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A 900 hp Hybrid? Think Ferrari

Italian maker's Enzo successor coming to Detroit Auto Show.

by on Oct.09, 2012

An image from Ferrari shows how the V-12 and HY-KERS hybrid system will fit inside the new supercar debuting in Detroit next January.

Mention hybrids and most folks will likely picture a slow and staid automobile whose primary advantage is fuel efficiency.  But a new Ferrari, codenamed F150, is likely to change that perception.

And, no, that’s not the Italian maker’s first-ever truck.  F150 is internal code for what is expected to be the successor to the legendary Ferrari Enzo.  What name it will use in the showroom remains a top secret but Italian media are speculating it could be the F70.

Based on an ultra-light carbon fiber chassis, the new model is expected to pack a 900-horsepower drivetrain into its engine bay, a powertrain pairing a V-12 gasoline engine and a lithium-ion-based hybrid system.

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To put things into comparison, that’s nine times more than the standard Toyota Prius and seven times more than the bigger Prius V. Measured another way, Ferrari has revealed the F150 will make about 0.61 horsepower per pound of weight, one of the best power-to-weight ratios ever seen, so 0 to 60 times could be at least four times faster than that of your everyday hybrid.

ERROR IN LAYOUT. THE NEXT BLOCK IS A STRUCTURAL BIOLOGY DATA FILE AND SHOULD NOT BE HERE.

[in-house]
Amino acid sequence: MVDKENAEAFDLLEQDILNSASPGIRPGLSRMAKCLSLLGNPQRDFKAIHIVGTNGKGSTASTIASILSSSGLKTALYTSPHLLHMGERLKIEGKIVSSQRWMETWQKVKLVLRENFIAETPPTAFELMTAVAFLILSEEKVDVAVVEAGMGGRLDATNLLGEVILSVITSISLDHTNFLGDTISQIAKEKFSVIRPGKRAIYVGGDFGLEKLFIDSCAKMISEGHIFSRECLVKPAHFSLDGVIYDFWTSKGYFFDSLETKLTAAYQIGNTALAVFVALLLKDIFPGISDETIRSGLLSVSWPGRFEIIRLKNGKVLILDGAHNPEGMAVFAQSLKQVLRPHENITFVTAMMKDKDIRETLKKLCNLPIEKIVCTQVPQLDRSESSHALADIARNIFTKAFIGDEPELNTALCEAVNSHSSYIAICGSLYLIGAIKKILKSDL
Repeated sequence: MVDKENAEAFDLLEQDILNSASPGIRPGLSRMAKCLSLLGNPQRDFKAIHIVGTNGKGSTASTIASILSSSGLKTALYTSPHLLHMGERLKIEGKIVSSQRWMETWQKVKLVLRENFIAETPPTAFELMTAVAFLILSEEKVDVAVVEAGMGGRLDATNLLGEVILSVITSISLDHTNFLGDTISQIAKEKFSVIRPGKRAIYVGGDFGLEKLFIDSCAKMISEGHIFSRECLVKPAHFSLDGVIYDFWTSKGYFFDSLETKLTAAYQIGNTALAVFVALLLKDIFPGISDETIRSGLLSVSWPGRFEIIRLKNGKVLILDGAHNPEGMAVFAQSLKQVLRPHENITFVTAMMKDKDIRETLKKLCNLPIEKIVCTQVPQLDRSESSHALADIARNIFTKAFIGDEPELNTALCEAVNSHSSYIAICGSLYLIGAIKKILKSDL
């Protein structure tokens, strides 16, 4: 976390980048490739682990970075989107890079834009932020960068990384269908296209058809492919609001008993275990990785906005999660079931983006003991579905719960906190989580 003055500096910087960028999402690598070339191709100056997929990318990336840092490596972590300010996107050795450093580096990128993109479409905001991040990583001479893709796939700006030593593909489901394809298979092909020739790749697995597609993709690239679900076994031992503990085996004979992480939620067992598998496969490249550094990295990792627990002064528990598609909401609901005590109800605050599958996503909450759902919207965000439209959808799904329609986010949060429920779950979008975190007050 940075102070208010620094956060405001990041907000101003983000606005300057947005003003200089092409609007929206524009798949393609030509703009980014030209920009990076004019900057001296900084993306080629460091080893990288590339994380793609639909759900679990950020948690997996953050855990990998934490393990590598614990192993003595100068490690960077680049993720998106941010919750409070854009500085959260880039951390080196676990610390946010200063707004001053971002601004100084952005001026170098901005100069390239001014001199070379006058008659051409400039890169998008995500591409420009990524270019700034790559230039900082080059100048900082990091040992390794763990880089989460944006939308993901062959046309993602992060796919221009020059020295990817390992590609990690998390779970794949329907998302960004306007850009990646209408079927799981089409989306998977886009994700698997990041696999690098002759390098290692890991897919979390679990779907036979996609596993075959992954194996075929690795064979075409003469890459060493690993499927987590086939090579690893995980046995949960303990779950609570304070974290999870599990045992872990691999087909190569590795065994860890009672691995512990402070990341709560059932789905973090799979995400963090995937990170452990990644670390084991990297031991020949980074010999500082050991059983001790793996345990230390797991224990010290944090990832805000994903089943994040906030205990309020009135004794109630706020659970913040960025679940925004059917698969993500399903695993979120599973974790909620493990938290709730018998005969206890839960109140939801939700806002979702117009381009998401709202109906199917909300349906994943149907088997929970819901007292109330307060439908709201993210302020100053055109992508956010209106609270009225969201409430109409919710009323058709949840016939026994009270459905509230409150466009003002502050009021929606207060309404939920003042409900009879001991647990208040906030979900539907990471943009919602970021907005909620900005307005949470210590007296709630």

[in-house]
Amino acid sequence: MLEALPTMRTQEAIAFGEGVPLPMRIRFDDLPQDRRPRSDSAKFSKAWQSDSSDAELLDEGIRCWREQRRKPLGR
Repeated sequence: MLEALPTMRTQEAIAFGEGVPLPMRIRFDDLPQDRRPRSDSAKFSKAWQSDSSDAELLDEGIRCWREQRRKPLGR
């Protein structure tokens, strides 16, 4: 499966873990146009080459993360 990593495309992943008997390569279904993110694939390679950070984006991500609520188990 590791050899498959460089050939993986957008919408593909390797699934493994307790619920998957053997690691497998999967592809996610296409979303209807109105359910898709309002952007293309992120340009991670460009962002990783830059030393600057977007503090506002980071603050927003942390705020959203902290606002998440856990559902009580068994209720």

Ferrari Reportedly Readying Hybrid Enzo

Will base top-line supercar on Hy-kers concept from Geneva.

by on Sep.09, 2010

The Ferrari Hy-kers concept will serve as a foundation for the maker's first hybrid supercar.

Ferrari is going green(ish?), the Italian maker reportedly readying a kinetic energy-based hybrid system that will be used in the replacement for its top-line supercar, the Enzo.

The technology will be similar to the gas-electric system the maker’s Formula One team has been experimenting with, while the vehicle itself is expected to bear a strong similarity to the 599 Hy-kers concept car Ferrari brought to the Geneva Motor Show earlier this year.

Like the rest of the industry, Ferrari is coming under increasing pressure to clean up its emissions, especially in Europe, where tough new CO2 standards are going into effect.  Most of its high-line competitors are exploring their electric options and some, like Mercedes-Benz, are openly embracing the potential advantages of battery power, which can yield enormous torque as soon as a vehicle’s motor starts spinning.  Mercedes is currently field testing a battery-powered version of its new SLS supercar, while rival Audi’s eTron would provide an electric alternative to the R8.

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At the Geneva show, senior Ferrari officials indicated the Hy-kers was more than just a pie-in-the-sky show car.  But Auto Week magazine is now quoting the maker’s CEO Luca di Montezemelo as confirming there will be a battery-electric successor to the Enzo, a limited-edition carbon fiber supercar, of which just 400 were produced between 2002 and 2004.